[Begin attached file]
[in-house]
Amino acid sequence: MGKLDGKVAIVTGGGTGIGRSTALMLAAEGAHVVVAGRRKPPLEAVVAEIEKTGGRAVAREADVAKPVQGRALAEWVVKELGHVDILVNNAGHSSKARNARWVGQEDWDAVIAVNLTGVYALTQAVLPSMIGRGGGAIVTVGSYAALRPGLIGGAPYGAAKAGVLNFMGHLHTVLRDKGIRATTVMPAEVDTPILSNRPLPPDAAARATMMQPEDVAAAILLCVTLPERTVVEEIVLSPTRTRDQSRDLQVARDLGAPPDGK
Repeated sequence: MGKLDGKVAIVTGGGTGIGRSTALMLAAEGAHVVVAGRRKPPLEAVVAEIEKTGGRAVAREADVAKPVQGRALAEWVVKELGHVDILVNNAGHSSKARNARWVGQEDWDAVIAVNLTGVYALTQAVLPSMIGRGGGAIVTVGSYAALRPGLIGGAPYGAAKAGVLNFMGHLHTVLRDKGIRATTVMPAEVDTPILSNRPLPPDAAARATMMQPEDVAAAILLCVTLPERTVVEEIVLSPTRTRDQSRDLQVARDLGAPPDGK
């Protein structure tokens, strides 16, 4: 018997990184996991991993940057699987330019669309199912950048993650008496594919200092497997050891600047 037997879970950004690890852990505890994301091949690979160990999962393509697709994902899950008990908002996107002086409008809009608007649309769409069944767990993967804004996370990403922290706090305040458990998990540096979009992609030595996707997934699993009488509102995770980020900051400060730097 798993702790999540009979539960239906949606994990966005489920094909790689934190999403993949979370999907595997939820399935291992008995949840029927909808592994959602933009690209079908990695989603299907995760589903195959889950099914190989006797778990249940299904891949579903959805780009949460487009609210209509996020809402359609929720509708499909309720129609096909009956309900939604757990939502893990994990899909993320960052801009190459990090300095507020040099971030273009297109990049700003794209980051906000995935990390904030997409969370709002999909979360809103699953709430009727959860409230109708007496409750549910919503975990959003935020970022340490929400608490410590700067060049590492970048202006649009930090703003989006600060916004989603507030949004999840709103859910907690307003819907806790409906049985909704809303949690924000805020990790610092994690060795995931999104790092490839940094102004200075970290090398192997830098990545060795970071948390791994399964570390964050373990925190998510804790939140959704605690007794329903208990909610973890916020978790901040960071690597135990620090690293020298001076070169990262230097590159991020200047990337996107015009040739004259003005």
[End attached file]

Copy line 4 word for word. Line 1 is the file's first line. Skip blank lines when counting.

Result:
């Protein structure tokens, strides 16, 4: 018997990184996991991993940057699987330019669309199912950048993650008496594919200092497997050891600047 037997879970950004690890852990505890994301091949690979160990999962393509697709994902899950008990908002996107002086409008809009608007649309769409069944767990993967804004996370990403922290706090305040458990998990540096979009992609030595996707997934699993009488509102995770980020900051400060730097 798993702790999540009979539960239906949606994990966005489920094909790689934190999403993949979370999907595997939820399935291992008995949840029927909808592994959602933009690209079908990695989603299907995760589903195959889950099914190989006797778990249940299904891949579903959805780009949460487009609210209509996020809402359609929720509708499909309720129609096909009956309900939604757990939502893990994990899909993320960052801009190459990090300095507020040099971030273009297109990049700003794209980051906000995935990390904030997409969370709002999909979360809103699953709430009727959860409230109708007496409750549910919503975990959003935020970022340490929400608490410590700067060049590492970048202006649009930090703003989006600060916004989603507030949004999840709103859910907690307003819907806790409906049985909704809303949690924000805020990790610092994690060795995931999104790092490839940094102004200075970290090398192997830098990545060795970071948390791994399964570390964050373990925190998510804790939140959704605690007794329903208990909610973890916020978790901040960071690597135990620090690293020298001076070169990262230097590159991020200047990337996107015009040739004259003005």